In my own experience of 4-5 years of extended fasts in the 90’s, I eventually found my self angry with God. At the time I didn’t realize it, but it became “see how serious I am God, you HAVE TO answer my prayer now”. Now I know I was trying to twist God’s arm. I wasn’t able to fast for 10+ years after that experience.

    I think the narrative in Mark 9 that includes the verse “This kind can come out by nothing but prayer and fasting” is where we get the idea that fasting makes for REALLY serious prayer. As I read this post I realized that Jesus simply meant by getting rid of the distractions, i.e. the things sucking the life out of me, I would be more likely to know what the Lord is “saying” in a situation. That still small voice that would guide me if I wasn’t so distracted.

    I have told people before, Jesus didn’t even pray in the Mark 9 passage. He surely didn’t have time to fast! He had already done his praying and fasting, and that is why he knew what to do …and now after reading this I am more convinced than ever.

    Tlynn’s idea of fasting the negative may be the ticket for me this year. That sucks the life out of me like nothing else.

  7. The early Christians fasted only two days a year, but they didn’t go to war, and arguably enough, a lot of them were vegetarian.

    After the marriage between the Empire and the Church, the Church tried to refrain war and animal killing: so, all the Wednesdays and Fridays of the year, and the whole period of Lent + Passion week + ember days + Advent (which makes +/- half of the year), the Christians ate vegan and made no war. Animal killing and human killing were linked!

    If you proclaim yourself to be a pacifist, and/or a pro-lifer, and you still eat animals’ flesh, it’s not ok. At least during Lent, you should eat vegan. Ask the Eastern Christians, and they will tell you.

    Giving up Facebook on Lent is not enough. If you eat vegan, that’s life-giving (or rather life-allowing). Be radical!

  8. I like this viewpoint on fasting a lot, however I would have to be sure it was the Father telling/leading me about which thing/s to give up. I’ve tried before, but w/out His guidance my efforts were in vain.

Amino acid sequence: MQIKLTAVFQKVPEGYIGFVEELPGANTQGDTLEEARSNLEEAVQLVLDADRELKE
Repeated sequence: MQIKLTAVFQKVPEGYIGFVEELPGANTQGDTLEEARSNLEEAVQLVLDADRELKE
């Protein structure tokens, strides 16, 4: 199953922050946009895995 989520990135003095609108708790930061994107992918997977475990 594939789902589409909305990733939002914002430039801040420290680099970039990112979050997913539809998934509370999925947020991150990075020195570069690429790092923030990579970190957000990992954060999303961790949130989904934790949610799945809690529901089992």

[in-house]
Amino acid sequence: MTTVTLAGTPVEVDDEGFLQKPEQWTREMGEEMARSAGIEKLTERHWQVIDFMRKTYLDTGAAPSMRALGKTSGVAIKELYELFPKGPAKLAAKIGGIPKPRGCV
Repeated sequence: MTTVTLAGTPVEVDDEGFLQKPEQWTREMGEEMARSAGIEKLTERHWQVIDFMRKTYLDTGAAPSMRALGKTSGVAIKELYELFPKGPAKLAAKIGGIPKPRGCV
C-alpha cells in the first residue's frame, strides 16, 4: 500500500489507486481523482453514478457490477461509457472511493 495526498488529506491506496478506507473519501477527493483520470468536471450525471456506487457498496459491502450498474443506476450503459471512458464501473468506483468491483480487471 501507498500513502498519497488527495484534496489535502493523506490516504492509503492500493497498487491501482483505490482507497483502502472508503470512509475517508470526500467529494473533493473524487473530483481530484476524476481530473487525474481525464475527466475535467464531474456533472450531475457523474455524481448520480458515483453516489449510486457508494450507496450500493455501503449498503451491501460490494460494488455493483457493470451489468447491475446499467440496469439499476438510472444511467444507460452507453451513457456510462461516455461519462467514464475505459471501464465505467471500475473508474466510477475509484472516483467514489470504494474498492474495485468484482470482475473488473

Would love to know your viewpoint on people fasting for prayers to be answered or for healing. I had friends who fasted a month for my healing, but it never came. I felt so bad for them! All of that sacrifice and no results. So I question if that kind of fasting is even valid?

    1. Yes, you definitely want it to be something that the spirit is telling you to give up– this is where listening to the spirit is important. Sometimes there are things we need to prune from our lives, and his list isn’t exactly our list, so that’s really good insight.

      As someone who’s moderately charismatic, I definitely believe in divine healing, but I don’t fully understand any connection between healing and fasting, though I know there’s some biblical connections to this. Perhaps in this area it’s not so much about fasting as it is prayer– fasting should always lead to more prayer.

      The question becomes “why does God heal some and not others?” A question I’ve asked myself about my daughter, or my chronic pain, but simply don’t have an answer for. No one does, really. But, I would think all fasting done with the right heart and with godly motivations would be “valid” because I believe that God sees the heart and the motivation.

  9. Responding negative religious articles and negative comments via the Internet are my Lenten give ups, along with meatless Fridays. Somethings are just part of tradition.

  10. The most life-draining habit I have is burying myself in media – TV, internet, books, whatever, and ignoring the people around me. I tend to be a bit solitary by nature, and hiding from the “complications” of other people is a bad habit that I think is growing worse. My husband has the same tendency, so we can reinforce each other, each tucking up in our own corner with our laptops or devices.

    I resolve to cut back my computer time. (I can’t cut it out, since computer work is how I earn my living), cut back on reading and cut out TV altogether unless it’s social – such as an evening with friends watching a movie. My inner hermit needs to be drug out of her shell for a bit. I resolve to re-connect with the rest of the human race.

  11. Taking the challenge! I am turning my New Year’s resolution, eliminating unhealthy, draining relationships from my life and making space for healthy ones, into a fast for Lent. I could never fast either. Now I know why.